Two petitions request SEC to review CPD


December 23, 2009
BERLIN — Residents from Berlin and Gorham submitted petitions to New Hampshire Department of Environmental Services to request the Energy Facility Site Evaluation Committee review the proposed Clean Power Development project in Berlin.

"Pursuant to New Hampshire law, we, the undersigned registered voters from Berlin, New Hampshire, hereby request the New Hampshire Site Evaluation Committee commence a proceeding to determine whether the proposed Clean Power Development, LLC biomass power plant in Berlin, New Hampshire should receive a full review from the Site Evaluation Committee," the Berlin petition reads. "The Clean Power Proposal is a 29 megawatt project just one megawatt below the threshold level requiring Site Evaluation Committee review and therefore Clean Power has not sought a Certificate from the Site Evaluation Committee. We believe the Site Evaluation Committee should nevertheless take jurisdiction over this project to determine whether it is consistent with the State energy policy and whether it will have a significant impact upon the local and state environment and the orderly development of the region."

"It is definitely something we take seriously," said Bill Gabler, project manager for CPD. "It has the potential to disrupt our contract negotiations with Fraser and/or the electric power purchaser."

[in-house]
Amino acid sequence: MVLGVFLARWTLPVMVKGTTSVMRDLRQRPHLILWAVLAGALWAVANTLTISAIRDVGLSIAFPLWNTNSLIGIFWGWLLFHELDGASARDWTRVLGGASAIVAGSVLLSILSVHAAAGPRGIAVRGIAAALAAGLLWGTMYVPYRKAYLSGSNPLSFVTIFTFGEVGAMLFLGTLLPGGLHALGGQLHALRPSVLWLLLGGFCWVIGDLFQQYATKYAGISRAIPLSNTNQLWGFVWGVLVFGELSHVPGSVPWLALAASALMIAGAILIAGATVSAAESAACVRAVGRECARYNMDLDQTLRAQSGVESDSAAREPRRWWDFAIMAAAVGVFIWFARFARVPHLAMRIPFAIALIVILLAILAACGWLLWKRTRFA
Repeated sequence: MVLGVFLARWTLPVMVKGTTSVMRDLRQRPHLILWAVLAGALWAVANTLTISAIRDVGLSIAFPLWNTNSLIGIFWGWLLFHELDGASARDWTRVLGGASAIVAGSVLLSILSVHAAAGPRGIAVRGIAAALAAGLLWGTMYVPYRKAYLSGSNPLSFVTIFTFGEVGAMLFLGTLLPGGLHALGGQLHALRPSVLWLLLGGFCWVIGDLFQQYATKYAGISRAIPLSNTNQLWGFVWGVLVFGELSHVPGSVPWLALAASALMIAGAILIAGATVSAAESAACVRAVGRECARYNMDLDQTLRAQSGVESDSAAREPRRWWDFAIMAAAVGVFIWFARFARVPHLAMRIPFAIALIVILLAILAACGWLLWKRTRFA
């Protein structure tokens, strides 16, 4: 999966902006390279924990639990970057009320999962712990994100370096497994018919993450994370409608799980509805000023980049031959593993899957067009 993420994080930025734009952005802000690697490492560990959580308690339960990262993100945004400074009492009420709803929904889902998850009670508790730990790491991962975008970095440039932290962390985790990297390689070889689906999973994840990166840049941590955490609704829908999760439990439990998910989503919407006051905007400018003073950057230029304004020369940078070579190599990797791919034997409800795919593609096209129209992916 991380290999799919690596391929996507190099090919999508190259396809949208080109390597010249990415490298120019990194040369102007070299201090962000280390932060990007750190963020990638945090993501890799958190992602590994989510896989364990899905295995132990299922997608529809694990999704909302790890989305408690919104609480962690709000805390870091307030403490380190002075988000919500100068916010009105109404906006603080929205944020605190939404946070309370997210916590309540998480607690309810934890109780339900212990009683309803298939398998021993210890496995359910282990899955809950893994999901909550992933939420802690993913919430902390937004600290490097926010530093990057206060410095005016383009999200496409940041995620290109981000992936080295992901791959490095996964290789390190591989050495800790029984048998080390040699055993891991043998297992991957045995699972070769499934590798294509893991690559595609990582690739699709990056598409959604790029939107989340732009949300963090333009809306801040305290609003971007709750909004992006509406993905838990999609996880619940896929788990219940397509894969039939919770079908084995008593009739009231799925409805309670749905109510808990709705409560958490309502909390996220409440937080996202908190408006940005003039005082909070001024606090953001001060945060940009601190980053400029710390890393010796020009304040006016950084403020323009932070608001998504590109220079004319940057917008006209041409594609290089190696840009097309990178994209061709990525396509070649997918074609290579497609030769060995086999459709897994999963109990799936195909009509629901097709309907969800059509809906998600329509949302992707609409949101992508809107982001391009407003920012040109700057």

The petitions' cover letter, signed by Mike Laflamme of Berlin and Howard Jones of Gorham, said the review is important to ensure the project gets adequate scrutiny. Mr. Laflamme and Mr. Jones did not return calls for interviews, but the letter lists concerns about the plant using wastewater discharge in the cooling towers and burning algae, and truck traffic through neighborhoods.

"The specific allegations in all cases are groundless," Mr. Gabler said. CPD will build a new road directly off Hutchins Street to avoid any neighborhoods, he said, and the wastewater will be cleaned to drinking water standards before it goes into the cooling towers. And algae isn't allowed to go into the plant for combustion, he said, because their permit doesn't allow it.

Regardless of specific allegations, however, the petition cover letter said the review process would give the project "the proper level of scrutiny."

"It is impossible for the community to gauge the financial viability of a project like this," the letter said, "and therefore evaluate their prospects for sustained operations."

DES, which has three representatives on the SEC, is in the process of verifying that every person who signed the petitions is a Berlin or a Gorham resident. Once that is completed, the SEC will schedule a hearing and issue orders of notice to the parties involved.

"The veracity and facts of the petitions will become a part of the early discussions by SEC members when they meet to consider the application," Tim Drew, of DES, said in an email. Based on those discussions, the SEC can decide whether to move ahead with the review, reject the petitions, or allow CPD to submit applications to agencies directly, he said. "Stay tuned."

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